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What is an Incident Commander?

What is an Incident Commander?

What is an Incident Commander?

The Incident Commander (IC) is the primary decision maker during a major incident. Their job is to delegate tasks and listen to input from subject matter experts to ultimately bring the incident to resolution. They are by default the highest-ranking individual on any major incident call, regardless of day-to-day rank. The decisions made by the incident commander are final.

Your job as an Incident Commander is to listen to the call and oversee the incident Slack room in order to provide clear coordination, recruiting others to gather context and other important details. You should not be performing any actions or remediations, checking graphs, or investigating logs. Those tasks should be delegated as you should focus on the greater incident as a whole.

An IC should actively be considering next steps and backup plans at every opportunity, in an effort to avoid getting stuck without any clear options to proceed. The main job is to keep things moving towards an eventual resolution.

How to Become an Incident Commander

Becoming an incident commander requires substantial training and experience. It is important to have these basic qualifications before considering the role of incident commander:

  • A business understanding of what your service or product does for its users.
  • The ability to accept and consider advice swiftly and efficiently.
  • The ability to make quick decisions in a chaotic environment.
  • The ability to take and maintain control during any level of severity.

It’s important to read up on incident management and an incident commander’s role. One of the best ways to learn is to shadow a current incident commander for a one-week shift. This will help you gain experience and give insight into how incident commanders handle incidents and what it’s like on the front lines. In order to practice what you’ve learned, have a current incident commander reverse shadow you for a week. You will be the one responding to incidents and taking calls, but the other incident commander will be there in case you need help.

Skills Needed

There are certain skills needed to be an incident commander. These skills, detailed below, are necessary to build and grow in order to be a successful Incident Commander.

Ability to Follow Process

It’s critical for a company to have a process in place when incidents arise. An incident commander should know how to follow this process and how to enforce it during an incident. Process guidelines can range from mobilizing stakeholders to external communications, and everything in between.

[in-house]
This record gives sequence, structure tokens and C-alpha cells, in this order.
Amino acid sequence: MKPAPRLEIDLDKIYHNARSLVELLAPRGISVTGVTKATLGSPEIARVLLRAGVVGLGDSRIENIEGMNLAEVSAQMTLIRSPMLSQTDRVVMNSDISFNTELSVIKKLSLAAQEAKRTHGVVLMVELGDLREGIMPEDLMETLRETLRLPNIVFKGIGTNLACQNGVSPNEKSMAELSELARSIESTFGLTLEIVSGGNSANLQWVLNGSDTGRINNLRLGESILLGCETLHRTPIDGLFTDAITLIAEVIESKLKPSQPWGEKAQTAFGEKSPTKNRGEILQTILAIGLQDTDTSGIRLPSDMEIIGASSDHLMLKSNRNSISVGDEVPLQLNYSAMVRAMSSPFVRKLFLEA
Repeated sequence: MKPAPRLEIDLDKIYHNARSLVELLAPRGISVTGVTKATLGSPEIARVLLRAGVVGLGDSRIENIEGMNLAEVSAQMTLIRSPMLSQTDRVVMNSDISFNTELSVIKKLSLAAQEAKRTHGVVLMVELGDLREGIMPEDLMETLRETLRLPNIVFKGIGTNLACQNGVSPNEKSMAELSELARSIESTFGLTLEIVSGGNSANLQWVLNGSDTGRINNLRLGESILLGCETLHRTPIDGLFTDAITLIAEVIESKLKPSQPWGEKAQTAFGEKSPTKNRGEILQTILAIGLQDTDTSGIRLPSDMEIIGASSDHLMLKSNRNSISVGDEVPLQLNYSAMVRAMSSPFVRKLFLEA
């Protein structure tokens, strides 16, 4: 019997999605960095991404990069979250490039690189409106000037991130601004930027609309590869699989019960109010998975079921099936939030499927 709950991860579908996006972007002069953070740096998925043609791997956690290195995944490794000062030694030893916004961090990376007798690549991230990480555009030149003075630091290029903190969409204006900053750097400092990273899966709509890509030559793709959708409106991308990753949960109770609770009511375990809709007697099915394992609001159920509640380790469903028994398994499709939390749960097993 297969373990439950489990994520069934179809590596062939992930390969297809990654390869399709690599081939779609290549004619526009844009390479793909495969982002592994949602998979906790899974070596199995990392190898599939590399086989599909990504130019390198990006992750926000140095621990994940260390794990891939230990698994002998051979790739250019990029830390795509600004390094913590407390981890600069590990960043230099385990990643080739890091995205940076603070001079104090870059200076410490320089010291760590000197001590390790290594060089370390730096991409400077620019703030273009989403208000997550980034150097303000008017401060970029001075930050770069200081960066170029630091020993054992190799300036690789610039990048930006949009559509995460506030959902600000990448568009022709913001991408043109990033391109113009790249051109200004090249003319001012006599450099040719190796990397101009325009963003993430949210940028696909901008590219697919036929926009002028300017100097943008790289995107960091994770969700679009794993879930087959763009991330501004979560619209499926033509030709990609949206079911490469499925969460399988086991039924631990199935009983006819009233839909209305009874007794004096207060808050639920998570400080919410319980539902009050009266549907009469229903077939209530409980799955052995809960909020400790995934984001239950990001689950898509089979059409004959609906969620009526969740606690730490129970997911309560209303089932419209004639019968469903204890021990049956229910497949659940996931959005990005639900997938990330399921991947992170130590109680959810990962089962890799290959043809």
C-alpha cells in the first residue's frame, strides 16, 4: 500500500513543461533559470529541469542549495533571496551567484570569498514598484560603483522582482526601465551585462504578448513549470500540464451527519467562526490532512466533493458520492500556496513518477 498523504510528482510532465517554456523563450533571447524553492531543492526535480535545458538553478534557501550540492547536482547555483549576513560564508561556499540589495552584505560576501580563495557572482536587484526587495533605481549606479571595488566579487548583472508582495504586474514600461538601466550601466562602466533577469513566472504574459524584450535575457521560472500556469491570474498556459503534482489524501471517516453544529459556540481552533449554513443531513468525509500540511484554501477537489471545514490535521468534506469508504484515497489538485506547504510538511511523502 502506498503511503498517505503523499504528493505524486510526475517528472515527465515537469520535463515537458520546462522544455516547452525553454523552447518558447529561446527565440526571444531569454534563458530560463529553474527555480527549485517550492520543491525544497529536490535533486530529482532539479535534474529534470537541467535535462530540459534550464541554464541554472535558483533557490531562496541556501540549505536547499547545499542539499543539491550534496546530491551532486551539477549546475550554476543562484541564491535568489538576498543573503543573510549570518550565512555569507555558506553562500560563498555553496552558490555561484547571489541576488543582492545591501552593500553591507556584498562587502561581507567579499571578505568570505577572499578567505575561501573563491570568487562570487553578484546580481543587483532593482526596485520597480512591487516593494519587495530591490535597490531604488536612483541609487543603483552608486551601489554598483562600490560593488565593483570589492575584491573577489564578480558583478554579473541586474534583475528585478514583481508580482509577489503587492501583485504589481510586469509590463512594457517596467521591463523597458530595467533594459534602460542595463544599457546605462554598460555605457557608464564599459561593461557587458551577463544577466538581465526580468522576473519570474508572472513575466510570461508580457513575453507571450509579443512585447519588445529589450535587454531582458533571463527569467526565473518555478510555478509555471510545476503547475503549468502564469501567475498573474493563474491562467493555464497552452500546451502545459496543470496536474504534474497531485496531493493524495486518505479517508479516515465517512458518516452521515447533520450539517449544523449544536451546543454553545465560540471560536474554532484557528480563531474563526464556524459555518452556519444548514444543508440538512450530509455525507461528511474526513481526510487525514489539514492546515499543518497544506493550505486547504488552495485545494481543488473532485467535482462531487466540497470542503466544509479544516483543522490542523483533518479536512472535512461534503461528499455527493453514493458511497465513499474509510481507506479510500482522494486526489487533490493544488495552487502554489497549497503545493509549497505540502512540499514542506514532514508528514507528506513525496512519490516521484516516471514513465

Effective Communication

An incident commander needs to know how to communicate clearly and effectively, giving as much detail as possible, so there is no confusion in terms of the makeup of the incident or the processes needed to resolve swiftly. An incident commander also needs to be able to delegate tasks, coordinate, and give instructions across all key stakeholders. The communications process is often handled during the incident itself to provide status updates to users, executive leadership, and other key stakeholders.

Time Management With Intention

An incident commander needs to use time boxing when delegating tasks. This involves informing people when to expect a check in regarding their progress on a task and remember to give people more time if they ask for it. When major incidents involve various technical teams and other cross-department communication, is it critical to ensure teams have time to not only execute on their responsibilities, but give other teams time in order to progress towards a resolution.

Proactive Listening

Be flexible. Although the incident management process is important to follow, every incident is different, so it’s necessary to listen to advice and make decisions that will keep the incident moving to its eventual conclusion and be able to evaluate the risks and rewards of each decision you make.


Being a competent and effective guiding force during an incident is the difference between minutes and hours of downtime and dollars lost. However, an incident commander is only as strong as the resources they are given. If a company has a poor incident management process, it can be difficult to solve incidents efficiently and effectively.

To learn more about being an Incident Commander, check out PagerDuty’s Incident Commander documentation today.